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Why Compassion?


 

Deep listening is the kind of listening that can help relieve the suffering of another person. You can call it compassionate listening. You listen with only one purpose: to help him or her to empty his heart.


Thich Nhat Hanh


We can practice cultivating understanding, love, and compassion by looking deeply, first for ourselves and then for others. Once we love and take care of ourselves, we can be much more helpful to others.


In the Mahayana Buddhist traditions, compassion (karuna) is one of the primary qualities a practitioner should cultivate.


To love is first of all to accept ourselves as we actually are. That is why in loving kindness meditation, metta, know thyself, is the first practice of love. When we practice this we see the conditions that have caused us to be the way we are. This makes it easy for us to accept ourselves, including our suffering and our happiness.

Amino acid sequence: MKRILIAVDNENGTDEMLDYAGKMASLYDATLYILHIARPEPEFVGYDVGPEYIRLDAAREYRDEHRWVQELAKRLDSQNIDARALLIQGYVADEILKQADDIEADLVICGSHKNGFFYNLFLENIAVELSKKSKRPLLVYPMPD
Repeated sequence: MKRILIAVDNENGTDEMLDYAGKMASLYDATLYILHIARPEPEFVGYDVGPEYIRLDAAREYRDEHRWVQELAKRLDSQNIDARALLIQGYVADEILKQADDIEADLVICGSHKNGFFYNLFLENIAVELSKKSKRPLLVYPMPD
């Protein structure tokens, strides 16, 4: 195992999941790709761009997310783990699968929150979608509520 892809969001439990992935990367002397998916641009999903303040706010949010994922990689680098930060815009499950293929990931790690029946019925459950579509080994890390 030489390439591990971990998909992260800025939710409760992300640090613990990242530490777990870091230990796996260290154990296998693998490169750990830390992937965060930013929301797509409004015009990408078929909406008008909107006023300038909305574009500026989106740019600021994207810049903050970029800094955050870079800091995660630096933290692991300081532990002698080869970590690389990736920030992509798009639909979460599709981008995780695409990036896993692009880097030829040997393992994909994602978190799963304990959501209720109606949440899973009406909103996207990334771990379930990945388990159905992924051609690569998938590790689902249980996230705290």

Practitioners begin by imagining how they feel towards a loved one, then turning that love towards themselves. They then turn their attention to family and friends, after that, strangers and enemies. Finally they focus on love towards all beings.


This meditation can be difficult and sometimes leads to resistance. We are not used to this level of giving and receiving love. Practice makes perfect.


Try loving kindness meditation for yourself and for others.


Daniel Troyak is a Mindfulness-based Therapist.

With his support, unpack and unravel the contents of the mind.

Learn the tools for emotional processing and healing so you can live a happy, calm and peaceful life.




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